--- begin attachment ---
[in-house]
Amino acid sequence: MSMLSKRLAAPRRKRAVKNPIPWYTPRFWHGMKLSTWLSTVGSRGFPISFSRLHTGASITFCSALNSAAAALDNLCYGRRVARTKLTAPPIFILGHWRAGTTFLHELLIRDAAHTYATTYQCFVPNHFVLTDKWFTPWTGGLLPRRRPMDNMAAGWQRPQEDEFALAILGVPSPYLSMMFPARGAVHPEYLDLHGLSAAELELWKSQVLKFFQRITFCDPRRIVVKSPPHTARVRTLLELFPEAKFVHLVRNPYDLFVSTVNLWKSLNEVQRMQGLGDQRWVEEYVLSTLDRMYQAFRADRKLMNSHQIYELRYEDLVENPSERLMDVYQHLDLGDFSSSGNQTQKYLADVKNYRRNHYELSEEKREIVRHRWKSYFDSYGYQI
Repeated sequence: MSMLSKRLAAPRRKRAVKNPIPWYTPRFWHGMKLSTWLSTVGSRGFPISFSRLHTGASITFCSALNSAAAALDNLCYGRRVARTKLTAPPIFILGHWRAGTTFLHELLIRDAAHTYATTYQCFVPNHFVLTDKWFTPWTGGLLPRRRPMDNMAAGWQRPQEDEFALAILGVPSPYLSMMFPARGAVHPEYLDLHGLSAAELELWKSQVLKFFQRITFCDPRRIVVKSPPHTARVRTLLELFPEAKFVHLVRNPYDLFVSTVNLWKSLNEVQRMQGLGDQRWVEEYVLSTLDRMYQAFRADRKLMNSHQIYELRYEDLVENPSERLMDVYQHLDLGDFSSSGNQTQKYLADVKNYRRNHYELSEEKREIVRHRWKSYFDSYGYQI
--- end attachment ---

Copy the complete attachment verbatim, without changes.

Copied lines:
[in-house]
Amino acid sequence: MSMLSKRLAAPRRKRAVKNPIPWYTPRFWHGMKLSTWLSTVGSRGFPISFSRLHTGASITFCSALNSAAAALDNLCYGRRVARTKLTAPPIFILGHWRAGTTFLHELLIRDAAHTYATTYQCFVPNHFVLTDKWFTPWTGGLLPRRRPMDNMAAGWQRPQEDEFALAILGVPSPYLSMMFPARGAVHPEYLDLHGLSAAELELWKSQVLKFFQRITFCDPRRIVVKSPPHTARVRTLLELFPEAKFVHLVRNPYDLFVSTVNLWKSLNEVQRMQGLGDQRWVEEYVLSTLDRMYQAFRADRKLMNSHQIYELRYEDLVENPSERLMDVYQHLDLGDFSSSGNQTQKYLADVKNYRRNHYELSEEKREIVRHRWKSYFDSYGYQI
Repeated sequence: MSMLSKRLAAPRRKRAVKNPIPWYTPRFWHGMKLSTWLSTVGSRGFPISFSRLHTGASITFCSALNSAAAALDNLCYGRRVARTKLTAPPIFILGHWRAGTTFLHELLIRDAAHTYATTYQCFVPNHFVLTDKWFTPWTGGLLPRRRPMDNMAAGWQRPQEDEFALAILGVPSPYLSMMFPARGAVHPEYLDLHGLSAAELELWKSQVLKFFQRITFCDPRRIVVKSPPHTARVRTLLELFPEAKFVHLVRNPYDLFVSTVNLWKSLNEVQRMQGLGDQRWVEEYVLSTLDRMYQAFRADRKLMNSHQIYELRYEDLVENPSERLMDVYQHLDLGDFSSSGNQTQKYLADVKNYRRNHYELSEEKREIVRHRWKSYFDSYGYQI